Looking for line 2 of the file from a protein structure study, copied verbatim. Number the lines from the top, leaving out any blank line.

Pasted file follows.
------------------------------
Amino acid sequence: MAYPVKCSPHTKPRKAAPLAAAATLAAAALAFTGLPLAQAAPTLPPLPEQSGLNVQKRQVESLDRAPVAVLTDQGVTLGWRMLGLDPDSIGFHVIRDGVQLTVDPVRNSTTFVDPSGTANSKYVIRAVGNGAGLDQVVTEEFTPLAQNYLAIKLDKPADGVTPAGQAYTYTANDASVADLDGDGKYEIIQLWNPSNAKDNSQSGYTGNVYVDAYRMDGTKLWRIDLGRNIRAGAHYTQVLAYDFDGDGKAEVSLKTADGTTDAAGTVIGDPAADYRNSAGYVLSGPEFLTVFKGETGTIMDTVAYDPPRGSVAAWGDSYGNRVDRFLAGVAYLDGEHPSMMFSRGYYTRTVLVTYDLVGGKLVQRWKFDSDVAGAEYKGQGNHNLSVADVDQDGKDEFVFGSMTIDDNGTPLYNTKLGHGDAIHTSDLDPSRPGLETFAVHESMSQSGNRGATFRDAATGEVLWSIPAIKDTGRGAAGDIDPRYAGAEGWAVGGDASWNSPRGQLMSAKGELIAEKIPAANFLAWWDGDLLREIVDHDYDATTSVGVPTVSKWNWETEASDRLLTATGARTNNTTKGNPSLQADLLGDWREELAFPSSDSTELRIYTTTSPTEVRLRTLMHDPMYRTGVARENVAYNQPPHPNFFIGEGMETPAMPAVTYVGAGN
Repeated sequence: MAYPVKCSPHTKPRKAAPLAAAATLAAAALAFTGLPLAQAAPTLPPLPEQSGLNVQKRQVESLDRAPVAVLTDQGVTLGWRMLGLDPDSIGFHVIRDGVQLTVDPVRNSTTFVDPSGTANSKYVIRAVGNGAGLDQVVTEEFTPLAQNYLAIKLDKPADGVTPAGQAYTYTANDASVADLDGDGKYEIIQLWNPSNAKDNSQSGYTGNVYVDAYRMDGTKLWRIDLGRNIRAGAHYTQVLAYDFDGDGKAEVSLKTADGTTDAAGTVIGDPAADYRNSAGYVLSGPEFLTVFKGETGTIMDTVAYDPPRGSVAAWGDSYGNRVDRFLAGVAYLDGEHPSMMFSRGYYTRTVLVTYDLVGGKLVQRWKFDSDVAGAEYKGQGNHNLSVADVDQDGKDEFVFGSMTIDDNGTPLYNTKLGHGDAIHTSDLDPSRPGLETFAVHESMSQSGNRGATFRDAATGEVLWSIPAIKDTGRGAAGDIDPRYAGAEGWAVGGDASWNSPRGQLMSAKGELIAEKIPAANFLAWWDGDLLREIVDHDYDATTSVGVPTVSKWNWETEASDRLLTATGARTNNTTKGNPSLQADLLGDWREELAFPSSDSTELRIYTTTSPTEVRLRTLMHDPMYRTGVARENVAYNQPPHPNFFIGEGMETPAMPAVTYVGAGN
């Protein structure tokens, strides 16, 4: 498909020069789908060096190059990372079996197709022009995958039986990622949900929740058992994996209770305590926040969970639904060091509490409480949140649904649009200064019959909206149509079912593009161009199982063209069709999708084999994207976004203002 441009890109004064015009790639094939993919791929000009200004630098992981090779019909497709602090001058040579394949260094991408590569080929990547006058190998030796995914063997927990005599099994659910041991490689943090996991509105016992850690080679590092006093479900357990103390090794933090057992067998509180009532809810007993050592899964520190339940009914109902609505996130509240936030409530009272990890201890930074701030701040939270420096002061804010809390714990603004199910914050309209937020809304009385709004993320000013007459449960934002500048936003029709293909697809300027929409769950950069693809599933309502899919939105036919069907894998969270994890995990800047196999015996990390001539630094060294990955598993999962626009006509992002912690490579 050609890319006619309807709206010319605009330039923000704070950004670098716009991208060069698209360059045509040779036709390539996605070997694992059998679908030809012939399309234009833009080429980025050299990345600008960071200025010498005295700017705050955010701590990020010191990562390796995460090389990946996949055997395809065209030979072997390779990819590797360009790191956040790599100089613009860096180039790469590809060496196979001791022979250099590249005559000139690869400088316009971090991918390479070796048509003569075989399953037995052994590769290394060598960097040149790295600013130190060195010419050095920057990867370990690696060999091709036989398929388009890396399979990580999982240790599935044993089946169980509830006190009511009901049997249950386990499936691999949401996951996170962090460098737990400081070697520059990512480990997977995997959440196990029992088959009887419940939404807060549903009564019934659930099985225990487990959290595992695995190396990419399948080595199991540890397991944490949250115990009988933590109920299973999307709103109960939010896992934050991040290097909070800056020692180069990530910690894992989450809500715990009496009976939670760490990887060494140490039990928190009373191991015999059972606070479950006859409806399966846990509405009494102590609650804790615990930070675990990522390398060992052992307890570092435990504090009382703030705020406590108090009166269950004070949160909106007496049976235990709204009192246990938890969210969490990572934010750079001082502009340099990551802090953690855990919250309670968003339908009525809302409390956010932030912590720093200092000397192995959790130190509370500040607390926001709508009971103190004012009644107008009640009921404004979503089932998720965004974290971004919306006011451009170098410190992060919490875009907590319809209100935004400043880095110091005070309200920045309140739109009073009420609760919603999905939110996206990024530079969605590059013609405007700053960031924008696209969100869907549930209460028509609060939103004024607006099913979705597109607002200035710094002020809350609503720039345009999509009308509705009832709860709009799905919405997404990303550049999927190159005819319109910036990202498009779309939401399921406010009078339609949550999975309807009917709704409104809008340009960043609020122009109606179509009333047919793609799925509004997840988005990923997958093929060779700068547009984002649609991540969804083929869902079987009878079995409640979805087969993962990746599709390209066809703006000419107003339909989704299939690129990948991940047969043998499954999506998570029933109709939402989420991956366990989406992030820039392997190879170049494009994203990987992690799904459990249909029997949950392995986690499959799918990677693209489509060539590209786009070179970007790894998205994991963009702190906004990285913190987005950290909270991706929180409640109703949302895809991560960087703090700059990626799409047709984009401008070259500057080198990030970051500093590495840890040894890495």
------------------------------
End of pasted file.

Repeated sequence: MAYPVKCSPHTKPRKAAPLAAAATLAAAALAFTGLPLAQAAPTLPPLPEQSGLNVQKRQVESLDRAPVAVLTDQGVTLGWRMLGLDPDSIGFHVIRDGVQLTVDPVRNSTTFVDPSGTANSKYVIRAVGNGAGLDQVVTEEFTPLAQNYLAIKLDKPADGVTPAGQAYTYTANDASVADLDGDGKYEIIQLWNPSNAKDNSQSGYTGNVYVDAYRMDGTKLWRIDLGRNIRAGAHYTQVLAYDFDGDGKAEVSLKTADGTTDAAGTVIGDPAADYRNSAGYVLSGPEFLTVFKGETGTIMDTVAYDPPRGSVAAWGDSYGNRVDRFLAGVAYLDGEHPSMMFSRGYYTRTVLVTYDLVGGKLVQRWKFDSDVAGAEYKGQGNHNLSVADVDQDGKDEFVFGSMTIDDNGTPLYNTKLGHGDAIHTSDLDPSRPGLETFAVHESMSQSGNRGATFRDAATGEVLWSIPAIKDTGRGAAGDIDPRYAGAEGWAVGGDASWNSPRGQLMSAKGELIAEKIPAANFLAWWDGDLLREIVDHDYDATTSVGVPTVSKWNWETEASDRLLTATGARTNNTTKGNPSLQADLLGDWREELAFPSSDSTELRIYTTTSPTEVRLRTLMHDPMYRTGVARENVAYNQPPHPNFFIGEGMETPAMPAVTYVGAGN